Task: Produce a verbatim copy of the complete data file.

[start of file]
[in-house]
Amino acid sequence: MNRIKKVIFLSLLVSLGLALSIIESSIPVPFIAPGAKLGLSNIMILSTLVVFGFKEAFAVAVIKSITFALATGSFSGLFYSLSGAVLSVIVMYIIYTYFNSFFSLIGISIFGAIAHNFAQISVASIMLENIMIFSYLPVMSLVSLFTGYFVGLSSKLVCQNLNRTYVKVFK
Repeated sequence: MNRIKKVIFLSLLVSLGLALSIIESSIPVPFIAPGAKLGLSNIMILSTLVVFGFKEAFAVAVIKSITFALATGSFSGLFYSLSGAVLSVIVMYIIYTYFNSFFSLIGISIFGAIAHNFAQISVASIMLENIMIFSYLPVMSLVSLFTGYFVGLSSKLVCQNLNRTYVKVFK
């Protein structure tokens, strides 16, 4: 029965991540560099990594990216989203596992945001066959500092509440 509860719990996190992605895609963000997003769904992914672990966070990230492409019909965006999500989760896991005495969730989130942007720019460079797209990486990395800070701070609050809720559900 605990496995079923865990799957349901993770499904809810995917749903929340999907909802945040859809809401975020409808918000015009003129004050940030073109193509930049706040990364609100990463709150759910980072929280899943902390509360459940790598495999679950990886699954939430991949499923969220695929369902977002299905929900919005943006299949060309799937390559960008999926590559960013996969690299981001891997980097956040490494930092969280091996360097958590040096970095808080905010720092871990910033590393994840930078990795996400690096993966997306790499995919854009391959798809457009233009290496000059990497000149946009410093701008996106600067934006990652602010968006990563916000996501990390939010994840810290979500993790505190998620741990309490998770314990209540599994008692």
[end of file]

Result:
[in-house]
Amino acid sequence: MNRIKKVIFLSLLVSLGLALSIIESSIPVPFIAPGAKLGLSNIMILSTLVVFGFKEAFAVAVIKSITFALATGSFSGLFYSLSGAVLSVIVMYIIYTYFNSFFSLIGISIFGAIAHNFAQISVASIMLENIMIFSYLPVMSLVSLFTGYFVGLSSKLVCQNLNRTYVKVFK
Repeated sequence: MNRIKKVIFLSLLVSLGLALSIIESSIPVPFIAPGAKLGLSNIMILSTLVVFGFKEAFAVAVIKSITFALATGSFSGLFYSLSGAVLSVIVMYIIYTYFNSFFSLIGISIFGAIAHNFAQISVASIMLENIMIFSYLPVMSLVSLFTGYFVGLSSKLVCQNLNRTYVKVFK
């Protein structure tokens, strides 16, 4: 029965991540560099990594990216989203596992945001066959500092509440 509860719990996190992605895609963000997003769904992914672990966070990230492409019909965006999500989760896991005495969730989130942007720019460079797209990486990395800070701070609050809720559900 605990496995079923865990799957349901993770499904809810995917749903929340999907909802945040859809809401975020409808918000015009003129004050940030073109193509930049706040990364609100990463709150759910980072929280899943902390509360459940790598495999679950990886699954939430991949499923969220695929369902977002299905929900919005943006299949060309799937390559960008999926590559960013996969690299981001891997980097956040490494930092969280091996360097958590040096970095808080905010720092871990910033590393994840930078990795996400690096993966997306790499995919854009391959798809457009233009290496000059990497000149946009410093701008996106600067934006990652602010968006990563916000996501990390939010994840810290979500993790505190998620741990309490998770314990209540599994008692």